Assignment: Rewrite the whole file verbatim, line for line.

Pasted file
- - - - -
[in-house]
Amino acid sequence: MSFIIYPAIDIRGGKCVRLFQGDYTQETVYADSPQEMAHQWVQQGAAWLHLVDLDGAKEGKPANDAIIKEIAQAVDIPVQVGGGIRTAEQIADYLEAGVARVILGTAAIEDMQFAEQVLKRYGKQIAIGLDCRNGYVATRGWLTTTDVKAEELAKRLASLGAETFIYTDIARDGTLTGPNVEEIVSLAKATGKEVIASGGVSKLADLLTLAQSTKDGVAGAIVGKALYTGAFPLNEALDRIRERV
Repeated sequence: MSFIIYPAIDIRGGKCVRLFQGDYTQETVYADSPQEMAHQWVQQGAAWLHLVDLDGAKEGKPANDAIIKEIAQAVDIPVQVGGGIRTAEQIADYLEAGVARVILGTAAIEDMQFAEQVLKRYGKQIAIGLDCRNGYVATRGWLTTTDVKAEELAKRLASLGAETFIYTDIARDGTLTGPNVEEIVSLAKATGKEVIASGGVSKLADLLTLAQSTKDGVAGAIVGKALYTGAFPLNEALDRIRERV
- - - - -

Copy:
[in-house]
Amino acid sequence: MSFIIYPAIDIRGGKCVRLFQGDYTQETVYADSPQEMAHQWVQQGAAWLHLVDLDGAKEGKPANDAIIKEIAQAVDIPVQVGGGIRTAEQIADYLEAGVARVILGTAAIEDMQFAEQVLKRYGKQIAIGLDCRNGYVATRGWLTTTDVKAEELAKRLASLGAETFIYTDIARDGTLTGPNVEEIVSLAKATGKEVIASGGVSKLADLLTLAQSTKDGVAGAIVGKALYTGAFPLNEALDRIRERV
Repeated sequence: MSFIIYPAIDIRGGKCVRLFQGDYTQETVYADSPQEMAHQWVQQGAAWLHLVDLDGAKEGKPANDAIIKEIAQAVDIPVQVGGGIRTAEQIADYLEAGVARVILGTAAIEDMQFAEQVLKRYGKQIAIGLDCRNGYVATRGWLTTTDVKAEELAKRLASLGAETFIYTDIARDGTLTGPNVEEIVSLAKATGKEVIASGGVSKLADLLTLAQSTKDGVAGAIVGKALYTGAFPLNEALDRIRERV